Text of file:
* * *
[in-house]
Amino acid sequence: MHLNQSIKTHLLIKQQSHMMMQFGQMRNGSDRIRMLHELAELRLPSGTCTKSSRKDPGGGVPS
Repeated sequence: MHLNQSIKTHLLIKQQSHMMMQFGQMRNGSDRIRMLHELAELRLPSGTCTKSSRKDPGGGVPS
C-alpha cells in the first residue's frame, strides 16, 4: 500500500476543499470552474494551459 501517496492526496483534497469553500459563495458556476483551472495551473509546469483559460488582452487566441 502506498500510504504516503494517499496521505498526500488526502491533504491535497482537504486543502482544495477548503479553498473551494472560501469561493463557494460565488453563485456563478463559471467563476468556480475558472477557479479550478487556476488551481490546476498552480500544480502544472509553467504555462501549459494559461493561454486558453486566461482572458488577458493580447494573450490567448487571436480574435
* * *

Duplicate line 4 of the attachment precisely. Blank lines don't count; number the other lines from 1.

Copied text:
C-alpha cells in the first residue's frame, strides 16, 4: 500500500476543499470552474494551459 501517496492526496483534497469553500459563495458556476483551472495551473509546469483559460488582452487566441 502506498500510504504516503494517499496521505498526500488526502491533504491535497482537504486543502482544495477548503479553498473551494472560501469561493463557494460565488453563485456563478463559471467563476468556480475558472477557479479550478487556476488551481490546476498552480500544480502544472509553467504555462501549459494559461493561454486558453486566461482572458488577458493580447494573450490567448487571436480574435